More articles about the history of barbecue on this site
How it all began!
Yes, that's the title of this cartoon from Collier's magazine, circa 1954.
Etymology of the word barbecue
Whether you spell it Barbecue, Barbeque, Barbaque, Barbicue, BBQ, B-B-Que, Bar-B-Q, Bar-B-Que, Bar-B-Cue, 'Cue, 'Que, Barbie, and just plain Q, the origins of the word barbecue, and that's how most dictionaries spell it, are pretty clear.
The Caribbean Indian word "barbacoa" is the source of the word. At least we think that was the word. When Spanish explorers returned home, that's what they said the Indians said. But knowing how people often have trouble pronouncing foreign words, it might have been something else that sounded like barbacoa. In any case, that's the word that started going around Europe.
It entered the Spanish dictionary in 1526, and in 1755 Samuel Johnson, the British lexicographer, essayist, and editor included the word "barbecue" in his landmark Dictionary of the English Language.
In the early days of the automobile, restaurants in search of short names that were easy to read at highway speeds began hoisting bright signs that said "EAT", "Cafe", and "BBQ".
Every other goofy explanation (see below) you have heard is wrong. Click here to read about the complete defintion of barbecue.
Some chauvinists like to think that barbecue, like jazz, is an American invention. Alas, it was not invented here. But it was perfected here.
Roasting meat over a fire has been around since naked humans lived in caves, and long before refrigeration, smoking meats was a worldwide method for preserving it. The word barbacoa is the Spanish interpretation of a word used by Taino Indians in the Caribbean first recorded in 1526.
Over the years, as etymologists sought the true origin of the word several false origin stories emerged:
The "de la barbe a la queue" story. The classic 1938 French encyclopedia of cooking, Larousse Gastronomique, naturally claims barbecue came from the French expression "de la barbe a la queue" meaning "from the beard to the tail". It referred to a technique of impaling an animal on a roasting spit. Larousse suggests there may even be a connection to the Romanian berbec, meaning roast mutton. It is hard to find anyone in the know who thinks French or Romanian was the origin of the word.
The "Bar B.Q." story. Robb Walsh, in his excellent book "Legends of Texas Barbecue", reports that cookbooks in Texas tell the fanciful tale of a wealthy Texas rancher named either Bernard Quayle or perhaps Barnaby Quinn. Apparently he loved serving his friends whole sheep, hogs, and cattle roasted over open pits. His branding iron had his initials, B.Q. with a straight line beneath. It was common for ranches to be named for their brand, "Thus, the 'Bar B.Q.' became synonymous with fine eating - or so the story goes". Walsh reports the myth, and a myth it surely is since the word barbecue had been in common use for many years before the hypothetical messers Quayle or Quinn.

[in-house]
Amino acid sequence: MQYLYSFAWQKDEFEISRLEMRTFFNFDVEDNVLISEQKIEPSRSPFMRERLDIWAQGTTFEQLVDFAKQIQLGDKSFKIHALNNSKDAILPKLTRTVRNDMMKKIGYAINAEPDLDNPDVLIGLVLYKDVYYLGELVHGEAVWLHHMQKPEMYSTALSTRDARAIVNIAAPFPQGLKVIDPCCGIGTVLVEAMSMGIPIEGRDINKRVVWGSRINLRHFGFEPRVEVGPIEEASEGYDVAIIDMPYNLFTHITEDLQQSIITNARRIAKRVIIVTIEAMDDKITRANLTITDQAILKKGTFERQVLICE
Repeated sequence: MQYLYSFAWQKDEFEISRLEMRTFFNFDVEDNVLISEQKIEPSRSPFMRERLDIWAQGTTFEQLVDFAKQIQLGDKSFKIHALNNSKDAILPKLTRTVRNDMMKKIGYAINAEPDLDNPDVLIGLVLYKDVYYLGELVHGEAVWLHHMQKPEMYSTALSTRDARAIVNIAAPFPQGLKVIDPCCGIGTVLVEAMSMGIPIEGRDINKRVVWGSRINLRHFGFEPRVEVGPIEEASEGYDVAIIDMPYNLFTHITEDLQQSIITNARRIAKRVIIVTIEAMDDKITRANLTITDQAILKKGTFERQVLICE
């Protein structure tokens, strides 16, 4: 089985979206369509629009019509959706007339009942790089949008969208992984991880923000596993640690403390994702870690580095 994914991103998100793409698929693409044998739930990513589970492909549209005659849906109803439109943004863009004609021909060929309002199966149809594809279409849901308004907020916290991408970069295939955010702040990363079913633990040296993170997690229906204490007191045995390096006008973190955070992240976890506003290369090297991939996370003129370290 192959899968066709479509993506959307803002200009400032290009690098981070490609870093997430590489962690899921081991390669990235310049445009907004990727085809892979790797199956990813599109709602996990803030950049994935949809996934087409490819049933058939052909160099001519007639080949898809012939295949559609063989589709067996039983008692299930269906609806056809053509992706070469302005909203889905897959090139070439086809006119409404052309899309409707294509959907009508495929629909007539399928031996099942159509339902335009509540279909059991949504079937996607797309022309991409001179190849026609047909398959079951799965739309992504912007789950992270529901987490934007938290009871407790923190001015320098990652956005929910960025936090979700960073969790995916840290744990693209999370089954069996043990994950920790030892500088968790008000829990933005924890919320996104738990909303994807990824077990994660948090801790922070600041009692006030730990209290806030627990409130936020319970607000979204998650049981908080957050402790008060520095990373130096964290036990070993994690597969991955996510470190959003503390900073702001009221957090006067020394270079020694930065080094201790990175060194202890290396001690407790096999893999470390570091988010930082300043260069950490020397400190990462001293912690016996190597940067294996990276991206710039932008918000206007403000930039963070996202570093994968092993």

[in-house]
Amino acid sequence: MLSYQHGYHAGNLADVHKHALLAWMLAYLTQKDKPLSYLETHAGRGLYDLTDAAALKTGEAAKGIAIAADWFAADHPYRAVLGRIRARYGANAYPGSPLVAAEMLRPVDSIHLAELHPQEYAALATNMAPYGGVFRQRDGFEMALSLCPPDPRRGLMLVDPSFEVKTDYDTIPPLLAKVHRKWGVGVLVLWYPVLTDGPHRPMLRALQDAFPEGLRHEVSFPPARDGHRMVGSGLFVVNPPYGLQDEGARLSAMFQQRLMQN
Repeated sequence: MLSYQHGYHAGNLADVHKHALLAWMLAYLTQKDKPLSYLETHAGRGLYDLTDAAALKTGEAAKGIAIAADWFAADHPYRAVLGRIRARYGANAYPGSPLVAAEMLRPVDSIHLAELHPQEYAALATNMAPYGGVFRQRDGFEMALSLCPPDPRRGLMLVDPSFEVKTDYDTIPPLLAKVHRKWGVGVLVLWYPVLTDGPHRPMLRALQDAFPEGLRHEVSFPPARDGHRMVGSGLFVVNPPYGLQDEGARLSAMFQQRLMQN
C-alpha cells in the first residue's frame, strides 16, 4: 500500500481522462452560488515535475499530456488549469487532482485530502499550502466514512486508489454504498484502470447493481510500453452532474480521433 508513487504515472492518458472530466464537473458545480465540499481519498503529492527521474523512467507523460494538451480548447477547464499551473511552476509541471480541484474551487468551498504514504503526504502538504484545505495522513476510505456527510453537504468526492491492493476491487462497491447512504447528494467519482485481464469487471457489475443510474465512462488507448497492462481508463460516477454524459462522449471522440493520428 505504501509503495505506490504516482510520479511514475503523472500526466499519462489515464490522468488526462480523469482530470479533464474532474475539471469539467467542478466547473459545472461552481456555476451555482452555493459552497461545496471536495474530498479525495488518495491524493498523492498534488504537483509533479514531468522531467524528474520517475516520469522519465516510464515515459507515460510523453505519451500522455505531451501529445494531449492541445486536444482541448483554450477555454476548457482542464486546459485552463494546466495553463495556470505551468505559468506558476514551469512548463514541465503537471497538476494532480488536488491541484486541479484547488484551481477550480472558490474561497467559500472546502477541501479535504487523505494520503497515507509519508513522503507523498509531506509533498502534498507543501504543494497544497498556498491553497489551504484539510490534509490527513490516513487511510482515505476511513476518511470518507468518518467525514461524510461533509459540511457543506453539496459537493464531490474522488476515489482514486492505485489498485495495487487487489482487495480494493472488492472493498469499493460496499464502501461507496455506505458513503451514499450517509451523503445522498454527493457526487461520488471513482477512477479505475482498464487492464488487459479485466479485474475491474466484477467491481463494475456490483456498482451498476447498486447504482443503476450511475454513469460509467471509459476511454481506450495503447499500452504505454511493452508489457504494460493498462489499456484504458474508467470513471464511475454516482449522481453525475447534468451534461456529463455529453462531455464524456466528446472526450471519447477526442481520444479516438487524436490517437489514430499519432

The "Bar, Beer & Cue" story. A few folk-historians claim the word barbecue is a contraction of the name of a popular roadhouse that had pool tables. Not likely.
The French words boucan and boucanier and various spellings of them appear in the diaries of early French and English explorers describing barbaoas.
In 1906 John Masefield, in his book "On the Spanish Main", made the case for boucan as the name of the grill used by the Amerindians. He said "The meat to be preserved, were it ox, fish, wild boar, or human being, was then laid upon the grille. The fire underneath the grille was kept low, and fed with green sticks, and with the offal, hide, and bones of the slaughtered animal. This process was called boucanning, from an Indian word 'boucan,' which seems to have signified 'dried meat' and 'camp-fire.' Buccaneer, in its original sense, meant one who practised the boucan."
It is interesting to note that Masefield says that "Meat thus cured kept good for several months. It was of delicate flavour, red as a rose [sounds like a smoke ring, doesn't it?], and of a tempting smell. It could be eaten without further cookery. Sometimes the meat was cut into pieces and salted, before it was boucanned - a practice which made it keep a little longer than it would otherwise have done. Sometimes it was merely cut in strips, roughly rubbed with brine, and hung in the sun to dry into charqui, or jerked beef. The flesh of the wild hog made the most toothsome boucanned meat. It kept good a little longer than the beef, but it needed more careful treatment, as stowage in a damp lazaretto turned it bad at once [a lazaretto is a quarantine for sailors, most likely a cellar in this case]. The hunters took especial care to kill none but the choicest wild boars for sea-store. Lean boars and sows were never killed. Many hunters, it seems, confined themselves to hunting boars, leaving the beeves [beef] as unworthy quarry."